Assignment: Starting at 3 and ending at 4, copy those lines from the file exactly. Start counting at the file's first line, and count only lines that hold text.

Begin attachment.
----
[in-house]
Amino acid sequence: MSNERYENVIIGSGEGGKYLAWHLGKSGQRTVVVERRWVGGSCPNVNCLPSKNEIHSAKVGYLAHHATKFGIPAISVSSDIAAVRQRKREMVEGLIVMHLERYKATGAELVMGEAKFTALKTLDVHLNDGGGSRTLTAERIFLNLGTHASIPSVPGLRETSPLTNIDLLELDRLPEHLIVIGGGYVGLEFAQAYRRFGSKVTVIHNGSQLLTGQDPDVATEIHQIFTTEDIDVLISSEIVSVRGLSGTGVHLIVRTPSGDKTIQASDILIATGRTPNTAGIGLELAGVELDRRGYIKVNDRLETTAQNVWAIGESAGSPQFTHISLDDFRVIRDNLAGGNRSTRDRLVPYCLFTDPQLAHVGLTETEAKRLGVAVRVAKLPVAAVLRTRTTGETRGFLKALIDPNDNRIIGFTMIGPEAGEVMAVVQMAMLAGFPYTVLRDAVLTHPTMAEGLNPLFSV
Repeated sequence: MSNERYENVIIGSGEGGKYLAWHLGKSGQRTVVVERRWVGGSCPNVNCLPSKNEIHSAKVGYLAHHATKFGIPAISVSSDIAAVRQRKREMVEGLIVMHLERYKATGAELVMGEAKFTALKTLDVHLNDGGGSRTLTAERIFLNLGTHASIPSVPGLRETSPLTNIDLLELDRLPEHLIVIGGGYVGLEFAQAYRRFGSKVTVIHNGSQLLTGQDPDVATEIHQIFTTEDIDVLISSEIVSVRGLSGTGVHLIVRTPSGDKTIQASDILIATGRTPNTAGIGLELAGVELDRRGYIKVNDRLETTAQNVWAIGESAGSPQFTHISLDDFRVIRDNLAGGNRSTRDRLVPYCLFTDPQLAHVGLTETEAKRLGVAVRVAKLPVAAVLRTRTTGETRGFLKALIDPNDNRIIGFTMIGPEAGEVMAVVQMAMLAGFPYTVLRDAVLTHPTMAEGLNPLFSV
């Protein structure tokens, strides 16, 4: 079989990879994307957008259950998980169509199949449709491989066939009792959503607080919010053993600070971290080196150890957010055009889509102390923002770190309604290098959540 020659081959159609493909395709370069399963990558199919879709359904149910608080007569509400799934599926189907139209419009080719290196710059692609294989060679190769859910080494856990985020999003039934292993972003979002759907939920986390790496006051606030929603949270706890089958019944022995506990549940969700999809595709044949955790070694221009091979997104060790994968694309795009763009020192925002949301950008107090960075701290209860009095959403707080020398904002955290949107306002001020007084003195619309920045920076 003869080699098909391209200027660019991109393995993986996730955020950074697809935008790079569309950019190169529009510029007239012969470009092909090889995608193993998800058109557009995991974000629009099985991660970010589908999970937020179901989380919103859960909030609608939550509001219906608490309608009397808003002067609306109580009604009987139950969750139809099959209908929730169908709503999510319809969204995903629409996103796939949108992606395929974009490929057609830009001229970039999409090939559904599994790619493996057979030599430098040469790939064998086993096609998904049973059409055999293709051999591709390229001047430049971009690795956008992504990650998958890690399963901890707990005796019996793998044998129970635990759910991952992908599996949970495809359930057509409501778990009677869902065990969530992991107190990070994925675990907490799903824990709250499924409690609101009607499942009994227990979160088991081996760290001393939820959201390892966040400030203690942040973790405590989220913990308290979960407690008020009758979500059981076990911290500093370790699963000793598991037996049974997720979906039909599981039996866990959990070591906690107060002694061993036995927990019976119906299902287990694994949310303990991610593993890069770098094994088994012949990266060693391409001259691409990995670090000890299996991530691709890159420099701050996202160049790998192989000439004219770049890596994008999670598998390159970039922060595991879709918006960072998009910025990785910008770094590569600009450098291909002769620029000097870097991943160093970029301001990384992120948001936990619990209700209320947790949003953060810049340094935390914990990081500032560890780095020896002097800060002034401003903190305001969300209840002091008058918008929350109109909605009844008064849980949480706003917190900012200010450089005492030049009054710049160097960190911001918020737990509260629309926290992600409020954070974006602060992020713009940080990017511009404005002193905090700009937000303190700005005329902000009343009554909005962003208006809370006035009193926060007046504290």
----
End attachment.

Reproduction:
Repeated sequence: MSNERYENVIIGSGEGGKYLAWHLGKSGQRTVVVERRWVGGSCPNVNCLPSKNEIHSAKVGYLAHHATKFGIPAISVSSDIAAVRQRKREMVEGLIVMHLERYKATGAELVMGEAKFTALKTLDVHLNDGGGSRTLTAERIFLNLGTHASIPSVPGLRETSPLTNIDLLELDRLPEHLIVIGGGYVGLEFAQAYRRFGSKVTVIHNGSQLLTGQDPDVATEIHQIFTTEDIDVLISSEIVSVRGLSGTGVHLIVRTPSGDKTIQASDILIATGRTPNTAGIGLELAGVELDRRGYIKVNDRLETTAQNVWAIGESAGSPQFTHISLDDFRVIRDNLAGGNRSTRDRLVPYCLFTDPQLAHVGLTETEAKRLGVAVRVAKLPVAAVLRTRTTGETRGFLKALIDPNDNRIIGFTMIGPEAGEVMAVVQMAMLAGFPYTVLRDAVLTHPTMAEGLNPLFSV
């Protein structure tokens, strides 16, 4: 079989990879994307957008259950998980169509199949449709491989066939009792959503607080919010053993600070971290080196150890957010055009889509102390923002770190309604290098959540 020659081959159609493909395709370069399963990558199919879709359904149910608080007569509400799934599926189907139209419009080719290196710059692609294989060679190769859910080494856990985020999003039934292993972003979002759907939920986390790496006051606030929603949270706890089958019944022995506990549940969700999809595709044949955790070694221009091979997104060790994968694309795009763009020192925002949301950008107090960075701290209860009095959403707080020398904002955290949107306002001020007084003195619309920045920076 003869080699098909391209200027660019991109393995993986996730955020950074697809935008790079569309950019190169529009510029007239012969470009092909090889995608193993998800058109557009995991974000629009099985991660970010589908999970937020179901989380919103859960909030609608939550509001219906608490309608009397808003002067609306109580009604009987139950969750139809099959209908929730169908709503999510319809969204995903629409996103796939949108992606395929974009490929057609830009001229970039999409090939559904599994790619493996057979030599430098040469790939064998086993096609998904049973059409055999293709051999591709390229001047430049971009690795956008992504990650998958890690399963901890707990005796019996793998044998129970635990759910991952992908599996949970495809359930057509409501778990009677869902065990969530992991107190990070994925675990907490799903824990709250499924409690609101009607499942009994227990979160088991081996760290001393939820959201390892966040400030203690942040973790405590989220913990308290979960407690008020009758979500059981076990911290500093370790699963000793598991037996049974997720979906039909599981039996866990959990070591906690107060002694061993036995927990019976119906299902287990694994949310303990991610593993890069770098094994088994012949990266060693391409001259691409990995670090000890299996991530691709890159420099701050996202160049790998192989000439004219770049890596994008999670598998390159970039922060595991879709918006960072998009910025990785910008770094590569600009450098291909002769620029000097870097991943160093970029301001990384992120948001936990619990209700209320947790949003953060810049340094935390914990990081500032560890780095020896002097800060002034401003903190305001969300209840002091008058918008929350109109909605009844008064849980949480706003917190900012200010450089005492030049009054710049160097960190911001918020737990509260629309926290992600409020954070974006602060992020713009940080990017511009404005002193905090700009937000303190700005005329902000009343009554909005962003208006809370006035009193926060007046504290």